Boozhoo (Greetings).

If you are reading this I want to say thank you, because the more people that learn and play moccasin game the better the chances are of this beautiful game surviving and being passed on to the next generations of young men.

Before you read on through this booklet I would like to take a little bit of your time to tell you how this booklet project developed.

First I want to say I do not know everything about Ojibwe style of moccasin game.  There are Ojibwe men out there in our Ojibwe communities that have been playing longer than I have and they might even have a different way of explaining this game.  They might know things about the game that I do not and those ideas, concepts, and knowledge might not be mentioned in this booklet.   I do not claim to be the only person with moccasin game knowledge and I am not the only expert, there are many others throughout Ojibwe country.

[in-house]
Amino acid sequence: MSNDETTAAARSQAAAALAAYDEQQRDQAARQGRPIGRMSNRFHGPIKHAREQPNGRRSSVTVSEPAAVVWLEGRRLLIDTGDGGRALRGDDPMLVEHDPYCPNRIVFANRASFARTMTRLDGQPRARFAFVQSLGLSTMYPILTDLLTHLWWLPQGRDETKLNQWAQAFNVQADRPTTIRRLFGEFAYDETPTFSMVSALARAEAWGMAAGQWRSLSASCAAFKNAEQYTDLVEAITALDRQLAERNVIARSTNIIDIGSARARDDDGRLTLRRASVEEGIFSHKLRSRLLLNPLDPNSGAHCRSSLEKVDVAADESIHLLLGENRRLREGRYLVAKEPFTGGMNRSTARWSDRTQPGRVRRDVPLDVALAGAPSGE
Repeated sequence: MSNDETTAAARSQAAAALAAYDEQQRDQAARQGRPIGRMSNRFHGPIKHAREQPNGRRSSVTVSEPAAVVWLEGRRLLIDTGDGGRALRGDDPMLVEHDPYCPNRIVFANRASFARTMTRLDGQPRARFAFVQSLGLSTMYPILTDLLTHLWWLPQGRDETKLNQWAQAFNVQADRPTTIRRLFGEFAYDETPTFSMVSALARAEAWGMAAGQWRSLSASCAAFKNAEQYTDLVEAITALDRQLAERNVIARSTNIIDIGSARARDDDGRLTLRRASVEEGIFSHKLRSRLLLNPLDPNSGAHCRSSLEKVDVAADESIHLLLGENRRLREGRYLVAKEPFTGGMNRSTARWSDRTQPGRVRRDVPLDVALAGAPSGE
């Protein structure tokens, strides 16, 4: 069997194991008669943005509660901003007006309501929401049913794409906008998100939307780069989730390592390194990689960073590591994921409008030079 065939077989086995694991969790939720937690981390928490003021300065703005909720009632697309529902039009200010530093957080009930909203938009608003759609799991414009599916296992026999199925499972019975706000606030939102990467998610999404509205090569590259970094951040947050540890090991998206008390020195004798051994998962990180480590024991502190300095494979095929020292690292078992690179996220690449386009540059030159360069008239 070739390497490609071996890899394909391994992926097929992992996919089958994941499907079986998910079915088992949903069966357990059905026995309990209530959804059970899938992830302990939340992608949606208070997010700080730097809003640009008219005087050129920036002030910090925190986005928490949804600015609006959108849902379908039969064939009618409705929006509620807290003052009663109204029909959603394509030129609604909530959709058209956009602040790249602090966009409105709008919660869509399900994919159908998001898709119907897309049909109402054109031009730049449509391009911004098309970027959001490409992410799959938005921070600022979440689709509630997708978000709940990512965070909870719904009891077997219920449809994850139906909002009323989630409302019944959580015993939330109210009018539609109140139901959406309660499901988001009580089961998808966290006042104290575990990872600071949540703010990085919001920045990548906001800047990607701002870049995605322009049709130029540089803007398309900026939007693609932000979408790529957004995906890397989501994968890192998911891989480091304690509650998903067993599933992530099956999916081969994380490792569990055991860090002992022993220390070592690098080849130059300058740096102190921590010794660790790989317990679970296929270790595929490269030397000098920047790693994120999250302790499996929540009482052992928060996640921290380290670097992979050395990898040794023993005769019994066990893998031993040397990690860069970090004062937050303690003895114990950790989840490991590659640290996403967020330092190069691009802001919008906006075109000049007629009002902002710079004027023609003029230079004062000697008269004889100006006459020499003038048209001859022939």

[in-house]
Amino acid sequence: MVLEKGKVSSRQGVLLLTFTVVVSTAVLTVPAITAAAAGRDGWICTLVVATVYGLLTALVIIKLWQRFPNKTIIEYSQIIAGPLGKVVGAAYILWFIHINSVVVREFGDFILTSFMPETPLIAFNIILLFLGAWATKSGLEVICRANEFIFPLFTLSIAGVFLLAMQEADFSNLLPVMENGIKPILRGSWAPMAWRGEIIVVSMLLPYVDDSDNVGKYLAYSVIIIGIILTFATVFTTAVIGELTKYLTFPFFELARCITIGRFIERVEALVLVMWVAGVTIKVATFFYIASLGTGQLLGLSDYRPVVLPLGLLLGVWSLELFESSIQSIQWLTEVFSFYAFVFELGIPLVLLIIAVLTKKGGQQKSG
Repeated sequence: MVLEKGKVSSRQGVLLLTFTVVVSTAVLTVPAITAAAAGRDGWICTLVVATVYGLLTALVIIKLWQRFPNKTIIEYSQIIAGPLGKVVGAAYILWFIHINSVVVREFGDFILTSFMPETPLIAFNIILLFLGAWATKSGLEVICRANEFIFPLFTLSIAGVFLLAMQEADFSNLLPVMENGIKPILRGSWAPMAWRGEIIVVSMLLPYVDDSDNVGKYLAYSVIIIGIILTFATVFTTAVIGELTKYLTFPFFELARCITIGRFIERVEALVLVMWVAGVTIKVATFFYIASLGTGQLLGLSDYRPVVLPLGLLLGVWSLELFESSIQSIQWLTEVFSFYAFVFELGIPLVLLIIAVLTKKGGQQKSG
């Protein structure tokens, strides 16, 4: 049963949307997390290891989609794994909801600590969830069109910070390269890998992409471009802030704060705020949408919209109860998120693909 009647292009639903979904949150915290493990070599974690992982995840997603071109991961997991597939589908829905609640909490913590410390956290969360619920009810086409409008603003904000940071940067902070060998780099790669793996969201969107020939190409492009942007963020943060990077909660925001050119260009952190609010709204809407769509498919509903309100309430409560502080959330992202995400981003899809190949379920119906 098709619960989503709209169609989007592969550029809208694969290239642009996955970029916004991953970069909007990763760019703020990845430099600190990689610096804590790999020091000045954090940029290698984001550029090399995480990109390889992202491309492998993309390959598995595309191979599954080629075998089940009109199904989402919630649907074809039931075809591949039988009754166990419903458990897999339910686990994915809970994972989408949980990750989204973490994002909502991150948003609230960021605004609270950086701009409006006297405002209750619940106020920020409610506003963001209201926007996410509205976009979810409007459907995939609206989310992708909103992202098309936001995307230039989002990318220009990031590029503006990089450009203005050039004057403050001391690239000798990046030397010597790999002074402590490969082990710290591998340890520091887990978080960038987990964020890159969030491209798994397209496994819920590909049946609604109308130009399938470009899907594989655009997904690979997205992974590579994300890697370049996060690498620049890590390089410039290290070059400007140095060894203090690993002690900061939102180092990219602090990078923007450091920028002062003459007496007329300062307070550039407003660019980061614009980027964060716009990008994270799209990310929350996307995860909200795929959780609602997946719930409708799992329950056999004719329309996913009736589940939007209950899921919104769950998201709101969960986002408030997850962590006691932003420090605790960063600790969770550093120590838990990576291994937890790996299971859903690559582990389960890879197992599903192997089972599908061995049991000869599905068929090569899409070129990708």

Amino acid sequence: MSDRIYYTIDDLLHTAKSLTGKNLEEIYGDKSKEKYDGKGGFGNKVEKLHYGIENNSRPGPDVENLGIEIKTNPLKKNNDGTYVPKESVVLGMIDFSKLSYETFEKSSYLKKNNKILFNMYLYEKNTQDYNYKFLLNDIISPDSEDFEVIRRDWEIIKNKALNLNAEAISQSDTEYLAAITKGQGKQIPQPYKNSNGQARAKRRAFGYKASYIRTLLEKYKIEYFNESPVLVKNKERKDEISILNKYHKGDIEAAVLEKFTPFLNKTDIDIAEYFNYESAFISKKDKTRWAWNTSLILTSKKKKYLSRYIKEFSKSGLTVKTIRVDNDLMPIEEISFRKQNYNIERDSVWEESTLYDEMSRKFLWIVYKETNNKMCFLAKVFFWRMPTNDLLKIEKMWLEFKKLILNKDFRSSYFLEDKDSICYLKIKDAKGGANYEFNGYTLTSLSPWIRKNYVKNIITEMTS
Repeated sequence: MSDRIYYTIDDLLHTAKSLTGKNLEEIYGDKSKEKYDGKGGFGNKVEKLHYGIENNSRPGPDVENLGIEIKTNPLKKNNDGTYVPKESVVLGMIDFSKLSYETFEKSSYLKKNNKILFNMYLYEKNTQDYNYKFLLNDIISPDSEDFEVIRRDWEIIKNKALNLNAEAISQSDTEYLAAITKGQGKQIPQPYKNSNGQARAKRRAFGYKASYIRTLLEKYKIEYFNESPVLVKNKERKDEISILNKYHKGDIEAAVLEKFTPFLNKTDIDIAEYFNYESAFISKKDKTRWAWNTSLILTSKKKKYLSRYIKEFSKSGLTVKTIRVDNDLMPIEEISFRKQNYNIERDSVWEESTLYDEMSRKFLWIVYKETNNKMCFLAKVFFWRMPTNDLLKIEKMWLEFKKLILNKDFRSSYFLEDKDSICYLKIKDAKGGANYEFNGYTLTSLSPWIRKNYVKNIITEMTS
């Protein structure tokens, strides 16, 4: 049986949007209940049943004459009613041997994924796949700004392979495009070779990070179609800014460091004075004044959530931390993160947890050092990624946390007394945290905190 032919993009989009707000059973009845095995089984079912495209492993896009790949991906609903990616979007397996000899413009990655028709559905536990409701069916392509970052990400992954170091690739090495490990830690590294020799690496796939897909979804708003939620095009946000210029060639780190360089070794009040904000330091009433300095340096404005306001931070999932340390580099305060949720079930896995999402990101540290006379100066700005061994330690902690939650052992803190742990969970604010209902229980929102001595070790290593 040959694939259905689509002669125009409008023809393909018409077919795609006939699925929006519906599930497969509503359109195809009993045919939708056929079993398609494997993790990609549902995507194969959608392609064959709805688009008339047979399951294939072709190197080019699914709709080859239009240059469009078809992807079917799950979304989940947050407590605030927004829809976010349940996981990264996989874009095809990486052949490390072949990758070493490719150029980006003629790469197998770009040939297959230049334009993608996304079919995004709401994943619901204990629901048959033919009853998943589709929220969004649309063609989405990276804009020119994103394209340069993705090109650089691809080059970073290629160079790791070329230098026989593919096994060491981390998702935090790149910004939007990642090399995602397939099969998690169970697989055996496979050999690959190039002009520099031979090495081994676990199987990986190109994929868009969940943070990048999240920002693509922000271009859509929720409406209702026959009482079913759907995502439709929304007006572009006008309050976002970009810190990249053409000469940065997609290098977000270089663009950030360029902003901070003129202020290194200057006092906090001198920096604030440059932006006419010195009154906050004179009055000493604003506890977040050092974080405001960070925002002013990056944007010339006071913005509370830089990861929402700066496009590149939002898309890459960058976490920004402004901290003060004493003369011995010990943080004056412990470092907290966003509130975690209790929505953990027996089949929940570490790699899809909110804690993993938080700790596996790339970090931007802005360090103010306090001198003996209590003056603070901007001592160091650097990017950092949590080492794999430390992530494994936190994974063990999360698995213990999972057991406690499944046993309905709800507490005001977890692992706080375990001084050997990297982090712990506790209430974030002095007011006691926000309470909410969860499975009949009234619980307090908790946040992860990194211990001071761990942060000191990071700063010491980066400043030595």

While growing up in the West End area of the Red Lake Reservation where my learning of moccasin game first took place, there were many men who played this game and played it all the time.   I heard the Ojibwe language being spoken almost daily.   This was in the early 1980’s and I never intended on being a teacher of either the language or the game of moccasin.   I never dreamed there would be a need for teachers of either moccasin game or the Ojibwe language.   Currently in the area of West End you do not see anyone playing moccasin game in the summer, you do not hear the faint sound of Ojibwe language being spoken at the neighbor’s house or anyone communicating in the language of our ancestors.  I figured moccasin game and the Ojibwe language would be passed on from one generation to the next without any troubles.   It was not until about 8 years before I am writing this that I noticed that my generation was not using the Ojibwe language and moccasin game was being played less frequent.  There were no longer any moccasin game practice sessions like the ones that took place back in the 1980’s.   The many moccasin game tournaments that I enjoyed all through Ojibwe country were no more.   There were maybe two moccasin game tournaments yearly in my area and those were in Roseau River Manitoba and Red lake Minnesota.  During the 1980’s there were several yearly moccasin game tournaments throughout northern Minnesota, Manitoba and Ontario Canada.